Enablers Critical to First Army Training Successes
April 4, 2012
FORT POLK, La.-- Planning and conducting training exercises for Army National Guard units is nothing new for First Army's skilled trainers. However, bringing multiple organizations together within 75 days to train and evaluate the headquarters staff of the Indiana Army National Guard's 76th Infantry Brigade Combat Team on an unfamiliar deployment mission introduced some new challenges.
More than 60 trainers and support personnel from seven different organizations converged here to train, support and evaluate the 76th during its four-day culminating training exercise, a key component, prior to its Soldiers deploying to Afghanistan.
"We were notified of this exercise the first week of December 2011," said Maj. Marie Gutierrez, operations officer for 1st Battalion, 290th Field Artillery Regiment and deputy exercise director for this event. "We've been adapting and overcoming ever since."
Gutierrez pointed out that the planning, coordinating, conferencing and preparing with all the training support agencies involved and with the 76th IBCT prior to the CTE happening at the end of February 2012 was going to be an enormous challenge. "It takes time to complete all of the conferences and synchronization and it takes time to get everyone spun up on the training mission. For this exercise, time was much more of a challenge than distance."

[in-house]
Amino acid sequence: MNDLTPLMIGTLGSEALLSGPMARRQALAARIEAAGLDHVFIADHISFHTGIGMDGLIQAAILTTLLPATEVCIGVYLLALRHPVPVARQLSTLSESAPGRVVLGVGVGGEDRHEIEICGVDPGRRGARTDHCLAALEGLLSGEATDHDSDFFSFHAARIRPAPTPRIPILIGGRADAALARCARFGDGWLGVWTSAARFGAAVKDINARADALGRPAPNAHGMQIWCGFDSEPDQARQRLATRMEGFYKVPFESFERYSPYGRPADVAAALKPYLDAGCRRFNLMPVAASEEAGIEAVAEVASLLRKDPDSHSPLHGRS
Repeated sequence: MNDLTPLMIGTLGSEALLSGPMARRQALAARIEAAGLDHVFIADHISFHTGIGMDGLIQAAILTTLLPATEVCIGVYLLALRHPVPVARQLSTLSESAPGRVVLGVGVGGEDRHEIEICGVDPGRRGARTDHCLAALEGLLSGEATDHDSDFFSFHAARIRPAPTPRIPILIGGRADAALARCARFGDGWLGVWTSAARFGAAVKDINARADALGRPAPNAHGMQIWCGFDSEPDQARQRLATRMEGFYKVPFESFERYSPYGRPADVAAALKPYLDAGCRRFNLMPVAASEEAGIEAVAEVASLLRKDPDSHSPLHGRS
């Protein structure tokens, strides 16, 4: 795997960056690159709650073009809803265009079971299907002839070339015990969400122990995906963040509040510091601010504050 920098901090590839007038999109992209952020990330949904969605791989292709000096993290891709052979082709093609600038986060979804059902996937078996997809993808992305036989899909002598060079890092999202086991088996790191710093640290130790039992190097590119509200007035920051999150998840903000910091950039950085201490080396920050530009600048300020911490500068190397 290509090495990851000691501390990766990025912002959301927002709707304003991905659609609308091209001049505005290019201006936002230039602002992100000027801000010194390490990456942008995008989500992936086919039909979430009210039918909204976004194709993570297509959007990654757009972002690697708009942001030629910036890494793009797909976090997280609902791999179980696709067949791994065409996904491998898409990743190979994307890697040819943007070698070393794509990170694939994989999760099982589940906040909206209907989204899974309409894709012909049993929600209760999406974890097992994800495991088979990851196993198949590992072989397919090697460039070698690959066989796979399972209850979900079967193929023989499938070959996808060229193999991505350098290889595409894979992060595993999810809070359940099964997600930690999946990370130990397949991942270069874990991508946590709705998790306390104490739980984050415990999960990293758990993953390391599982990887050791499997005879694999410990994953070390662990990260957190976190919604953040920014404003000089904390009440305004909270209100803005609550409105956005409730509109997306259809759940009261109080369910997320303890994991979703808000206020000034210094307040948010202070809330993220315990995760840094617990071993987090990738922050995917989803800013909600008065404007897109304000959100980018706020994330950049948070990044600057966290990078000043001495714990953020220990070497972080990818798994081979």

Site Survey Cements Training Plan
Col. Timothy Newsome, commander of First Army's 205th Infantry Brigade and the exercise director, identified a visit to Afghanistan as a critical task in overcoming the challenge presented by the short training preparation time. "I went on their [76th IBCT] pre-deployment site survey (PDSS) the first two weeks of January while my operations folks were starting to put together a training plan that would address the commanders objectives.
Newsome emphasized the importance of the PDSS as a way to help identify training issues for the unit commander and for use in building training events into the exercise. "You want to go over there and sniff the ground, meet the people, see what the real world concerns and constraints are and what the realities of the area of operations are," he said. Newsome stated that participating in the PDSS in Afghanistan helped his team quickly assemble a quality training plan for the 76th.